Louisiana Catahoula Leopard Dog
Louisiana's state dog has a distinctive look and personality
Catahoula Leopard Dogs, one of only a few dog breeds that originated in North America, have their beginnings in Louisiana’s historic, wild swamplands. With haunting “glass” eyes and varied coats of mottled hues, the breed is also called Catahoula Cur, Catahoula Leopard Hound, Catahoula Hog Dog, and simply Catahoula. Officially designated the Louisiana state dog in 1979, they wander through Louisiana history in legends that involve the controversial frontiersman Jim Bowie, President Theodore Roosevelt, and Governor Earl K. Long.
Factual claims of the breed’s origin lack credible historic documentation; at best they may be considered informed speculation. A common theory is that Catahoulas derive from a cross of Hernando de Soto’s war dogs (greyhounds and molossers) during the conquistador’s destructive foray across the Southeast in the 1540s, and Native American dogs. The native dogs were once thought to have red wolves as ancestors. Another hypothesis suggests that the breed developed much later, in the 1800s, when French settlers bred their Beaucerons with the native dogs of red wolf ancestry. However, recent DNA analyses refute part of those claims by linking prehistoric American dogs more closely to European and Asian dogs than native canids, suggesting that Native Americans brought domesticated dogs with them when they migrated to North America; thus, their dogs were not of red wolf origin. The name “Catahoula” seems to have been applied to the dogs by the early nineteenth century and indicates that the modern development of the breed has strong connections to the Catahoula Lake region of central Louisiana.
Anecdotal reports suggest that brothers Jim and Rezin Bowie, with early ties to Catahoula Parish, favored the breed and even slept with a Catahoula at their feet. A pair of Catahoulas are said to have been members of the pack of dogs that pursued bears during President Theodore Roosevelt’s 1907 hunt in East Carroll and Madison Parishes. Governor Earl K. Long is known to have collected Catahoulas and used them to hunt feral hogs. In spite of the breed’s time-shrouded pedigree and vague relationships, Catahoulas are now firmly ensconced in the lore of the Bayou State.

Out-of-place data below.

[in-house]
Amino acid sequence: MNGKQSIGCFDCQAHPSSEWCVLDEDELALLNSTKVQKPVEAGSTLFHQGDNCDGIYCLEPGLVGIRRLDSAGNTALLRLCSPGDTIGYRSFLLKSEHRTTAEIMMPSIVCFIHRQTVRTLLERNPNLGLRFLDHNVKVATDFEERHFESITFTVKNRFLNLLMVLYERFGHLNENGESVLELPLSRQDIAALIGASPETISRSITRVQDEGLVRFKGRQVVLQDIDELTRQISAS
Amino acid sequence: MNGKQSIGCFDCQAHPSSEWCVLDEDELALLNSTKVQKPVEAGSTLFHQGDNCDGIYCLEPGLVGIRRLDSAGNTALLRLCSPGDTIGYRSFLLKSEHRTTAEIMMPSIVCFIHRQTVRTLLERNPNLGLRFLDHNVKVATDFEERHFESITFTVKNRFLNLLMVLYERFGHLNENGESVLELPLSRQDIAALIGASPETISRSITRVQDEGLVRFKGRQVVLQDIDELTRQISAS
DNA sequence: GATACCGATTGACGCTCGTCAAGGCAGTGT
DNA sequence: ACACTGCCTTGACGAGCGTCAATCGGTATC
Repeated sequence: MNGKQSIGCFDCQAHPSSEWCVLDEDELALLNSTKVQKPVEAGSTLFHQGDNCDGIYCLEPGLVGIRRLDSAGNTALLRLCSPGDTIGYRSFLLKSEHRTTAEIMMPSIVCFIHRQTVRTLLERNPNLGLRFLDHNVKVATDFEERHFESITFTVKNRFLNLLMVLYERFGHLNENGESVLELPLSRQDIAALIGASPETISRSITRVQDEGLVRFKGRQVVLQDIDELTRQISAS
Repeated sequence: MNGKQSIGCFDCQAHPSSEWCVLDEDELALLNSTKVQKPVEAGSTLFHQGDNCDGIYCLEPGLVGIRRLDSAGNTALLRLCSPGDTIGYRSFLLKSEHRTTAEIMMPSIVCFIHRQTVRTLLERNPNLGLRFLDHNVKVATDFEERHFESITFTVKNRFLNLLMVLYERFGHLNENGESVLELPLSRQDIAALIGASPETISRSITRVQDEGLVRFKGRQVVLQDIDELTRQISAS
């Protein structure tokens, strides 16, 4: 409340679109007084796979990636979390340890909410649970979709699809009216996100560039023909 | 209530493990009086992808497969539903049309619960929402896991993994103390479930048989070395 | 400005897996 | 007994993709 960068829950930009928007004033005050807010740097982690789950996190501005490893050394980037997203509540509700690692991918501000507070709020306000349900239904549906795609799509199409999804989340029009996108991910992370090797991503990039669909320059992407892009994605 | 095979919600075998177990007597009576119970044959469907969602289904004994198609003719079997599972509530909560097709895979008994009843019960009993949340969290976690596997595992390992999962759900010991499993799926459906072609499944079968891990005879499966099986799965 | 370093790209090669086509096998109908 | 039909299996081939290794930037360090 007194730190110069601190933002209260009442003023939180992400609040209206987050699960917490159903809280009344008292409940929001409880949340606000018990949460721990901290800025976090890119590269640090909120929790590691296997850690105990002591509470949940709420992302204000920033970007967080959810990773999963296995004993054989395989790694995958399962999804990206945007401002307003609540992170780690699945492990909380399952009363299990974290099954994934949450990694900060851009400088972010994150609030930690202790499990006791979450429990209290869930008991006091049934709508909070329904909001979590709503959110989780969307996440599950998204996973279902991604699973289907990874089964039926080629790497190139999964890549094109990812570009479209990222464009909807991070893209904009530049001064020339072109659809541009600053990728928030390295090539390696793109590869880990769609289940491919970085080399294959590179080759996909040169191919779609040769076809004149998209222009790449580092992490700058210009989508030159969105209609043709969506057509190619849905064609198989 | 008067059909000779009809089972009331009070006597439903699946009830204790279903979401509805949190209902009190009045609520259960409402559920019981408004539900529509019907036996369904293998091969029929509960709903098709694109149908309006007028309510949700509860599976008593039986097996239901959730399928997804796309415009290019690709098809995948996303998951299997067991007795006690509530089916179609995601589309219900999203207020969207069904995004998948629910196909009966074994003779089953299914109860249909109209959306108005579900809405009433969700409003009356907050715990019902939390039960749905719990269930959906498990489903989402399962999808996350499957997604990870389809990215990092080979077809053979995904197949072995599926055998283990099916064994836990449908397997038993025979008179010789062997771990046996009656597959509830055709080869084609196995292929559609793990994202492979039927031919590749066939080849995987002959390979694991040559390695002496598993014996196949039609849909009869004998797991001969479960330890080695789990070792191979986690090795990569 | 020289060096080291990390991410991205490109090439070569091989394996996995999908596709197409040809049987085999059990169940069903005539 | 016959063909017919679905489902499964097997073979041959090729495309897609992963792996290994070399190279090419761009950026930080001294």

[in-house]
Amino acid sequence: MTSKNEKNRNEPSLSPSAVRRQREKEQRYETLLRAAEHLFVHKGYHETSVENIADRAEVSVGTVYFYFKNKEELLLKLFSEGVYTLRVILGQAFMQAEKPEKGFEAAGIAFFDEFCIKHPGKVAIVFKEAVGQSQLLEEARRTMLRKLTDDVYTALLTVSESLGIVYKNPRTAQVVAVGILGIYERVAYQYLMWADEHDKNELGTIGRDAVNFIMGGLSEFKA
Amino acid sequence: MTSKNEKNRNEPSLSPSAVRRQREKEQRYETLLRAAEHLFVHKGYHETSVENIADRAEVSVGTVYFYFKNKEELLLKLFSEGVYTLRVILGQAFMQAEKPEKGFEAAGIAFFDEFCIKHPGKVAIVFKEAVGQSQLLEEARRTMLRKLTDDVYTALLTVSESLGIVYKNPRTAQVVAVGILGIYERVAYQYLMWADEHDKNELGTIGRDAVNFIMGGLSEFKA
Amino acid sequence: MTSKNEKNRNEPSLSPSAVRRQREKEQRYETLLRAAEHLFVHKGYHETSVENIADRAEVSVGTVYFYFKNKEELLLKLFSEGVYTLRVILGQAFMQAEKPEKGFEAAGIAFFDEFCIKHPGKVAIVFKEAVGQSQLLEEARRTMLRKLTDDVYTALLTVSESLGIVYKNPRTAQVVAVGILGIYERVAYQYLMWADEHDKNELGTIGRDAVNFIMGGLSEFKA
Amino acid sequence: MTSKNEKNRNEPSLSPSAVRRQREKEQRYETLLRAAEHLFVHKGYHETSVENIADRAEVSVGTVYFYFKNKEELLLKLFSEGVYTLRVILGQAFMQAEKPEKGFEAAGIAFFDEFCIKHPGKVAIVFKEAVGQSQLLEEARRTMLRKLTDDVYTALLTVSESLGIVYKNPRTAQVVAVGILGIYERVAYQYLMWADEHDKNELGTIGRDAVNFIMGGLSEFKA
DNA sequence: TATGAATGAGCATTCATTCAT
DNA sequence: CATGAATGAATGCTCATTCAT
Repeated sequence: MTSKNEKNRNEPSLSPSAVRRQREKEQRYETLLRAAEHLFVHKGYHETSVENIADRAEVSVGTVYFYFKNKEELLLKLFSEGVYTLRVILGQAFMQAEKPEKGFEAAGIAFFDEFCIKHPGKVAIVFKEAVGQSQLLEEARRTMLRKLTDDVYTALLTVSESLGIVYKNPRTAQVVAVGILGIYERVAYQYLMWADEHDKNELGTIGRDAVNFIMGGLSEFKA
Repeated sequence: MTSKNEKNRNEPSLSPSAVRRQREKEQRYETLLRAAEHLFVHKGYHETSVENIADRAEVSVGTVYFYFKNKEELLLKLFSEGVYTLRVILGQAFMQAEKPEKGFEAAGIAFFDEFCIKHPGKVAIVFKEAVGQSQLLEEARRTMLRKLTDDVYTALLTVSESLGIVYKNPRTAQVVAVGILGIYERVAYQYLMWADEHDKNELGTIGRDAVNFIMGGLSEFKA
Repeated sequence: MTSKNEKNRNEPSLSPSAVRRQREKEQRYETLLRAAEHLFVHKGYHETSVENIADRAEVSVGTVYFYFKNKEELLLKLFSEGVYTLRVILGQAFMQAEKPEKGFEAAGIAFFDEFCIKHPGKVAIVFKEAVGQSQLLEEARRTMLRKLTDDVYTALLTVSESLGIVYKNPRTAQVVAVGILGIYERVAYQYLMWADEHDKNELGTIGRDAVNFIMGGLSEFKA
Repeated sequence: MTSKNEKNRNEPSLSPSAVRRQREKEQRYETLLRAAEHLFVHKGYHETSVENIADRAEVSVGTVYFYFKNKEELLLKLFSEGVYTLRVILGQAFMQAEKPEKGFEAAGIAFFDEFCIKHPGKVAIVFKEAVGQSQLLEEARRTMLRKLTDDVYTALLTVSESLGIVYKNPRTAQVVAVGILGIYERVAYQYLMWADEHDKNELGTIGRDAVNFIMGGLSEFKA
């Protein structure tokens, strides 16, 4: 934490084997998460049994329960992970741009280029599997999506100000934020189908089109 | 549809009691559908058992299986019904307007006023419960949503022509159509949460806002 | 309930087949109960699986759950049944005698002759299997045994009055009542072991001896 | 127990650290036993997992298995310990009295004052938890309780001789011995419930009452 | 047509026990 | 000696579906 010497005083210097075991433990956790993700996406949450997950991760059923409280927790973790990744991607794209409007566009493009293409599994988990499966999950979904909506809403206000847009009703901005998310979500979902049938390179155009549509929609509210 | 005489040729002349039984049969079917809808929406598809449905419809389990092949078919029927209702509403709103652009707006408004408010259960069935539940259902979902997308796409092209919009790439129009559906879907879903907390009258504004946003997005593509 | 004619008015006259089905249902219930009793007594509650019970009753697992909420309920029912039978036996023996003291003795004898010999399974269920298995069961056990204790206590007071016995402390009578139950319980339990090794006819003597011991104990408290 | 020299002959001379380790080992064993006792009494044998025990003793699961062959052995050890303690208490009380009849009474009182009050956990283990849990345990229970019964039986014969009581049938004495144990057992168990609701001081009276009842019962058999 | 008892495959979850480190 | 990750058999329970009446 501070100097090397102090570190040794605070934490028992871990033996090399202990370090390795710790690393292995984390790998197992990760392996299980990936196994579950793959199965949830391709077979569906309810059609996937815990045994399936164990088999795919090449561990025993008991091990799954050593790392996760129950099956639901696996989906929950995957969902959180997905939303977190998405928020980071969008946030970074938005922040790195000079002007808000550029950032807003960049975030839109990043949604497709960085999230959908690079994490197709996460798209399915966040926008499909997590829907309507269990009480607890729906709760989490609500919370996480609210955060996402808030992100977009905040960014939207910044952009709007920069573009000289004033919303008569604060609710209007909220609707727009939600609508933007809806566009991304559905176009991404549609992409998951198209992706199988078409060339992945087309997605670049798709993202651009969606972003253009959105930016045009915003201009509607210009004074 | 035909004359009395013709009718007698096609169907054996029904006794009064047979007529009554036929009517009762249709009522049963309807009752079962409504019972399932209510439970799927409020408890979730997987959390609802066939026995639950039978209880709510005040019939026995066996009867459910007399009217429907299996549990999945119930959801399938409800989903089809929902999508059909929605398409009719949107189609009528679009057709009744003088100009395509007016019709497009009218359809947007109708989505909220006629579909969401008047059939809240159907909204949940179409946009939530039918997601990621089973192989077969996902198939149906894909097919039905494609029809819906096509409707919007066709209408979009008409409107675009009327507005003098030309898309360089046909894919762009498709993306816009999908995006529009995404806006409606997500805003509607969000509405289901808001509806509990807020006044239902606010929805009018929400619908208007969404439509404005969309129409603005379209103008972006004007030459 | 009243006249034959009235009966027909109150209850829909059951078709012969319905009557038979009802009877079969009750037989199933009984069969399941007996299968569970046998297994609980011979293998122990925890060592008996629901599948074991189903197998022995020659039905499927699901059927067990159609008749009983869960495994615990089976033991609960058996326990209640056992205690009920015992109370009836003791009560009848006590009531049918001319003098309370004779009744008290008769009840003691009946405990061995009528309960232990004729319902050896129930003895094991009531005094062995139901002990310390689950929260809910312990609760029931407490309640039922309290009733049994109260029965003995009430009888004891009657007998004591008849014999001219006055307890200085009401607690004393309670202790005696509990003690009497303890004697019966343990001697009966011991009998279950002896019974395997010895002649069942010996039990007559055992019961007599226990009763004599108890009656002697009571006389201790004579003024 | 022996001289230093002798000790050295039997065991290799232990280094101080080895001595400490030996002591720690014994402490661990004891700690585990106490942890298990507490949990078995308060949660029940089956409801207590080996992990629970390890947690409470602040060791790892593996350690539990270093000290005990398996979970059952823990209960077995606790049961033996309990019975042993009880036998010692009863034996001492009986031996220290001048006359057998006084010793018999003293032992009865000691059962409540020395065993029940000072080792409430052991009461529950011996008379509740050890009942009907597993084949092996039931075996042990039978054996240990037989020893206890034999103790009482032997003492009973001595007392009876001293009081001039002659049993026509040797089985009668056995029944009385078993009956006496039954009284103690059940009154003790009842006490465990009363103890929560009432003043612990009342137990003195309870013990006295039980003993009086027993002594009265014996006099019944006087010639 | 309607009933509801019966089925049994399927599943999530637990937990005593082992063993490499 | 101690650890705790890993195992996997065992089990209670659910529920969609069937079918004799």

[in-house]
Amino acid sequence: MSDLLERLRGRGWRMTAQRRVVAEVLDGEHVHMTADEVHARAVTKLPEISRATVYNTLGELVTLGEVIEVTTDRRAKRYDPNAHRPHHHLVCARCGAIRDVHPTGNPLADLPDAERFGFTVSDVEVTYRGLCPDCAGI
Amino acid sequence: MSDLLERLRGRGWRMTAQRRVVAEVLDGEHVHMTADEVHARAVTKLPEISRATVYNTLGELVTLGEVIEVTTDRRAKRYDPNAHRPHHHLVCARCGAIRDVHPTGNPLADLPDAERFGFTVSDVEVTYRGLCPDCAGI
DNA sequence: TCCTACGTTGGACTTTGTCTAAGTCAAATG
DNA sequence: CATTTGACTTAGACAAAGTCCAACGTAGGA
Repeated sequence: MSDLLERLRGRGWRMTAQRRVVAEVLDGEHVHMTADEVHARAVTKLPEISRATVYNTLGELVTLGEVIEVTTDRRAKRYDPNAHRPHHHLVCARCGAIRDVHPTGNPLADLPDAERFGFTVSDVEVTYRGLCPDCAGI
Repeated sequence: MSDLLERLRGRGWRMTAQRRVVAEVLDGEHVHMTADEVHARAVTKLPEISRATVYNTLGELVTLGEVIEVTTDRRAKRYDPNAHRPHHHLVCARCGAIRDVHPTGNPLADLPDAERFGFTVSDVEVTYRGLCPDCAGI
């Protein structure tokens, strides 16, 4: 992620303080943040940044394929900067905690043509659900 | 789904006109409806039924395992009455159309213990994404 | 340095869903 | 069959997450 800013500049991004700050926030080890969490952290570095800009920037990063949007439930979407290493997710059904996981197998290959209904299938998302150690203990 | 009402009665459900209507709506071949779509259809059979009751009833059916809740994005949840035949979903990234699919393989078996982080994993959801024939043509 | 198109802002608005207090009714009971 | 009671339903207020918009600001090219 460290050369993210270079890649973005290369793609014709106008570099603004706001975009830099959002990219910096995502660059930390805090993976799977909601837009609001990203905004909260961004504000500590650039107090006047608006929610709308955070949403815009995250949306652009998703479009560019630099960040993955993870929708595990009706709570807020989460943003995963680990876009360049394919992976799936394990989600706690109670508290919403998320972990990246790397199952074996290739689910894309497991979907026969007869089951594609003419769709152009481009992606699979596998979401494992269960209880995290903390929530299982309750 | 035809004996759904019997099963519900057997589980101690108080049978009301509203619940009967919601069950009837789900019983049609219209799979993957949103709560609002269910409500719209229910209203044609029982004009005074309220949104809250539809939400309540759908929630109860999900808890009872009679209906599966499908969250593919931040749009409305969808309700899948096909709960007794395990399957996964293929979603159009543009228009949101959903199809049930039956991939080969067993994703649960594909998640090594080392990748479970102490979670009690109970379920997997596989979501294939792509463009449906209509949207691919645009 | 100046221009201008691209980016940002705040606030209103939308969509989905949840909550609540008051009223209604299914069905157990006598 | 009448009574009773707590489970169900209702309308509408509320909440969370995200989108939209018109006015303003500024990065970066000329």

The National Association of Louisiana Catahoulas (NALC) and the United Kennel Club have developed standards for the breed. The general appearance is a dog of medium to large size (forty to ninety pounds), well-muscled and athletic. The coat is short to medium in length and as noted in the standard, may appear “in an endless variety of coat colors and patterns.” A leopard pattern caused by a merle gene is common and manifests as a solid base color with contrasting spots of one or more other colors. It also sometimes results in dogs with blue or odd-colored eyes. Other Catahoulas are of one solid color or brindle with contrasting stripes. Catahoulas that are predominantly white have a high incidence of deafness, a serious concern for breeders.
Traits and Uses
Catahoulas are herding dogs. The trait is instinctive and cannot be taught. Physical characteristics aside, the desire to herd is considered the acid test of true Catahoulas. The herding trait was especially desirable to stockmen running semi-wild herds of cattle and hogs in the vast, unfenced Louisiana swamps. Early breeders selected for this beneficial attribute, as do those of today. Catahoulas are strong competitors in modern hog dog and cow dog trials, such as Uncle Earl’s Hog Dog Trials, an annual event in Winn Parish. In these events, dogs are judged on their ability to catch and hold livestock at bay or drive them into pens. In addition to trials, some NALC shows include categories for showmanship, obedience, and conformation.
Catahoulas are also used to hunt a variety of small and large game from squirrels to bears. They are used as guard dogs, for search-and-rescue work, and in narcotics detection. Owners and breeders report that Catahoulas make excellent pets but always require obedience training because of their assertive nature.
The Louisiana State Dog
Betty Ann Eaves, the first president of NALC, was instrumental in having the Louisiana Catahoula Leopard Dog designated the official state dog. Governor Edwin Edwards signed the legislation on July 9, 1979.